by Page Austin, Harvest Lifestyle Manager
Not an ordinary internship.
I was a young 22 year old from New Orleans who got an opportunity of a lifetime, a White House internship. My internship started in August of 2001, in Karl Rove's Political Affairs Office. It was a very busy place to be and required long hours. Interns were really like staff assistants due to the tremendous work load. I supported the director of the southern region of country (from Florida all the way to New Mexico). My day started at 6:30am where I would read all the major newspapers across the southern states so that I could update each state's political briefing paper. When President Bush would travel to one of our states, he would receive a political briefing paper that included information about all of the state's political leaders, major issues in the state, and campaign information.
President Bush and my boss traveled to Sarasota, Florida on September 11, 2001. I got to the White House at around 6am to finalize events that the President would attend that day. As I was working, I noticed the news coverage of a plane crashing into the World Trade Center. I couldn't believe it! Not knowing how that would effect the President's schedule, I kept working on his events for that day. I got a call from Karl Rove who said "America is under attack, evacuate the White House." As we were grabbing our bags, we felt a powerful jolt. All I could think was that the White House had been hit. We ran out to the balcony of the Old Executive Office Building and saw the billowing smoke rising up from the Pentagon. I couldn't believe we felt that! We were all terrified and thought the White House was next. We ran out of the White House gates down Pennsylvania Avenue. We got about four blocks when were heard that the World Trade Center had collapsed. The interns and staff circled up and just started praying and crying. We were scared and didn't know what to do. Our phones didn't work so we couldn't get in touch with our families back home. We all lived in a dorm right across from the Capitol Building. We were afraid to go home in fear that the Capitol would be attacked so we walked to Georgetown. We found an open pub and gathered around the television to watch the horrific scenes that unfolded that morning. I will never forget seeing people jumping from the towers. I couldn't comprehend what was going on, it just seemed unreal. After several hours, we headed back to our dorm. I spent hours journaling, praying, and talking with others about what happened.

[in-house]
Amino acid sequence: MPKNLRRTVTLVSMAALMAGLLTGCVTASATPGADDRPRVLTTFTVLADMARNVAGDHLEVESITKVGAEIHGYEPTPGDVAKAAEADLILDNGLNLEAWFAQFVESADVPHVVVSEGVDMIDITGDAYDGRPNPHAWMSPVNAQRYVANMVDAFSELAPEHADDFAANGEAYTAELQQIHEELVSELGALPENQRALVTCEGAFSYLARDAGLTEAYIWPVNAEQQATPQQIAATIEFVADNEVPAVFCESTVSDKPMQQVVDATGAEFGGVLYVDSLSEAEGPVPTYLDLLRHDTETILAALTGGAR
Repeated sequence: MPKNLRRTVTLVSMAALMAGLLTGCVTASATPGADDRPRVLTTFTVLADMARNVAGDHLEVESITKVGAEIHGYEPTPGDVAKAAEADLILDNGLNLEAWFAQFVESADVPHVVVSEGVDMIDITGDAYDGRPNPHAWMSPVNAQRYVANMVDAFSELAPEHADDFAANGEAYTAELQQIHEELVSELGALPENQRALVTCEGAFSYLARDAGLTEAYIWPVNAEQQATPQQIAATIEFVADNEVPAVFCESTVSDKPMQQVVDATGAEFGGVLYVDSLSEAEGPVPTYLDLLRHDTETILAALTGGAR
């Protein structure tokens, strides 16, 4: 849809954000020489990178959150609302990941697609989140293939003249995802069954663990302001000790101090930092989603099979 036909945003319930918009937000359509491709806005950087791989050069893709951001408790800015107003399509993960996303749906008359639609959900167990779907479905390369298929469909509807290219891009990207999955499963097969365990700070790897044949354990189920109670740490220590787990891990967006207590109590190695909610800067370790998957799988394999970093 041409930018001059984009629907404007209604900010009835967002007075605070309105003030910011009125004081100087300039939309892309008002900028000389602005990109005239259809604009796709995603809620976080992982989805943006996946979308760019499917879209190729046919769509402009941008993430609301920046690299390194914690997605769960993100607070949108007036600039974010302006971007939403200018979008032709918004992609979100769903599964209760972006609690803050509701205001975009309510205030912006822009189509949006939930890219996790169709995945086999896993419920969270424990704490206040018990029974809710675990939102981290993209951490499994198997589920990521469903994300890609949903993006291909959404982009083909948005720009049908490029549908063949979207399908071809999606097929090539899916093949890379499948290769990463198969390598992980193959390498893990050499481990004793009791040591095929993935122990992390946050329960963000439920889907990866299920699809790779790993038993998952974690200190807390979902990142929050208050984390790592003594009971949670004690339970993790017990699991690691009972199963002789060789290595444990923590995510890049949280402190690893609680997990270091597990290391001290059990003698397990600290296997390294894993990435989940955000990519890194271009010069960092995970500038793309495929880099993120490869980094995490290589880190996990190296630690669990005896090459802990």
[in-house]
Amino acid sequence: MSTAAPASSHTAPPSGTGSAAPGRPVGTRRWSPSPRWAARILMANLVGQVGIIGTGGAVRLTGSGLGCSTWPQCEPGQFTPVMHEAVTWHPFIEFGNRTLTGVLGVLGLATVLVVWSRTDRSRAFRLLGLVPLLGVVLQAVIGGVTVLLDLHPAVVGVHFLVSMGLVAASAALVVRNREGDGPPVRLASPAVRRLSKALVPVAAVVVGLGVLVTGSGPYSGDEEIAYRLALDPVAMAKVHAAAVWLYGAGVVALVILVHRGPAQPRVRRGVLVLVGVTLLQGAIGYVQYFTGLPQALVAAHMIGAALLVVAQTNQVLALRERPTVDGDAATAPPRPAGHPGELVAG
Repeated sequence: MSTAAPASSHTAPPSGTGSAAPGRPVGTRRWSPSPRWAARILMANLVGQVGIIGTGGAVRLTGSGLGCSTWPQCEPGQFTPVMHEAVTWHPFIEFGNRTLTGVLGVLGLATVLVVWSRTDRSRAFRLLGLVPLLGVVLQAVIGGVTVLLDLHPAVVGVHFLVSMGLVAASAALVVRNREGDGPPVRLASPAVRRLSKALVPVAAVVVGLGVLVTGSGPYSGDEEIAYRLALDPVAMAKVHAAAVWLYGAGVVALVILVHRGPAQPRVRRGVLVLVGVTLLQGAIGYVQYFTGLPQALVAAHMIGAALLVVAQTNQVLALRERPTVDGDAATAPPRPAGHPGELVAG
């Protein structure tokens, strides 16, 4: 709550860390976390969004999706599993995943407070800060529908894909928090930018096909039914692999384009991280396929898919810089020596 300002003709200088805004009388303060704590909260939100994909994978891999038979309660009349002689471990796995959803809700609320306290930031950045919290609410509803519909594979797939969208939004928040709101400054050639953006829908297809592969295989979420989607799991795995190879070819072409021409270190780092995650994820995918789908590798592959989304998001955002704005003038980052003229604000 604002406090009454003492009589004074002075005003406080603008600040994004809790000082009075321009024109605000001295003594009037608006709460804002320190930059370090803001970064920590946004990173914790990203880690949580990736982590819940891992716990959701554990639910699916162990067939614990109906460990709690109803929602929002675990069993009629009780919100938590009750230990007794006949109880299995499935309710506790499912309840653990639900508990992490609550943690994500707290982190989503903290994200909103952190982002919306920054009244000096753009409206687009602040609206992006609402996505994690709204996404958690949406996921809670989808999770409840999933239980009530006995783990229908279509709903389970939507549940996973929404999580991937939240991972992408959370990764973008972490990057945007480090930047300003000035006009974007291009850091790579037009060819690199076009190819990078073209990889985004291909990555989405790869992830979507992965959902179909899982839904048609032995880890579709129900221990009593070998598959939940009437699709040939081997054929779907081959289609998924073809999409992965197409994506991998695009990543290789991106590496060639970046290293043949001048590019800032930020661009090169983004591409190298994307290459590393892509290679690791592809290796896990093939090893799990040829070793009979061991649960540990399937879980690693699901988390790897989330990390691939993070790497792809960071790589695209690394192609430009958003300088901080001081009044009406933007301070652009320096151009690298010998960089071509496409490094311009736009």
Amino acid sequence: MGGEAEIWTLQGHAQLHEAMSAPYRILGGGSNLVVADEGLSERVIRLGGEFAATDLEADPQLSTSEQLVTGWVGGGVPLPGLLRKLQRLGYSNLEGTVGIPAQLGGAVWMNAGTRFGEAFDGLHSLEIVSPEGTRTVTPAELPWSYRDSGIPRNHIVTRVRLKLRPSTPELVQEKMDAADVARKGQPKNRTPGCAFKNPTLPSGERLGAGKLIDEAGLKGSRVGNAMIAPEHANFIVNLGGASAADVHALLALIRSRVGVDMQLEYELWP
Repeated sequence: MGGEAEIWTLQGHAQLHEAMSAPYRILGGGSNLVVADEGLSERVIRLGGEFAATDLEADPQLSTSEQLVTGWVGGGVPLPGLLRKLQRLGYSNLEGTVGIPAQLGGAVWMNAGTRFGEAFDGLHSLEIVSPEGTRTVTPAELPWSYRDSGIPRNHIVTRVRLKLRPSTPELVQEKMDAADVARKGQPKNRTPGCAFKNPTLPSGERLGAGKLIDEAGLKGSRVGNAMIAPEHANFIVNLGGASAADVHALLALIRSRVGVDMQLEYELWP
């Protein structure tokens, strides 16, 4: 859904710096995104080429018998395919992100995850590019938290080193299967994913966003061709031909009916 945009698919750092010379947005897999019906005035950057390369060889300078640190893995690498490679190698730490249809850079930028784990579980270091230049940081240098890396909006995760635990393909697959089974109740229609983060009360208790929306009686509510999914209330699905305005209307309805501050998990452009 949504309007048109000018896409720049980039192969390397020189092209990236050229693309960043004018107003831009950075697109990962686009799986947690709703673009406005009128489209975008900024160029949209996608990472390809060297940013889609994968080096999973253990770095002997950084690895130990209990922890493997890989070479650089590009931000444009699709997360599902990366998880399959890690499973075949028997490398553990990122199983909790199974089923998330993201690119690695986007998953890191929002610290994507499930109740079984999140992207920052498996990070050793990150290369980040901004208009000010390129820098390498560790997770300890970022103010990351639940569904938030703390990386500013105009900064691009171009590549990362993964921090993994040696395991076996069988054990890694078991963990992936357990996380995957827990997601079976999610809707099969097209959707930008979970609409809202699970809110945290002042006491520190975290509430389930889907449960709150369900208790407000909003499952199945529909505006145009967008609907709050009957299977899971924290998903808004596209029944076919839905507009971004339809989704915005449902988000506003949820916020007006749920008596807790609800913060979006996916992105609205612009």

Late that night, I found out that we were supposed to go back to work. I was so scared. Security was really tight and the White House had a four block restriction. We were escorted in a hummer with guys and big guns. That week we had several bomb threats. It was almost becoming normal to have to grab your bag and run out the door. I remember talking to my dad who wanted to drive up to DC and bring me home. I insisted on staying. I knew this would be a defining moment for our country and for President Bush's Administration and I wanted to be apart of it. I can't tell you how proud I am to be an American and to have served this country in President Bush's Administration.
One morning I was checking in and the Secret Service agent told me to go get coffee. I said thank you for the suggestion but I don't drink coffee. He was persistent and so I agreed. As I made my way to the cafeteria, I saw President Bush standing at the door shaking hands and thanking his staff for their dedication to serve the American people. This was the first time I got to meet the President. What I remember most was how grateful he was for the staff who would put their lives in danger to work in a place that is a target in order to make our country better. I have so much admiration for him and his wife. Working with them for more than six years, I have seen how they care for people and want to make not just America better, but the world a better place.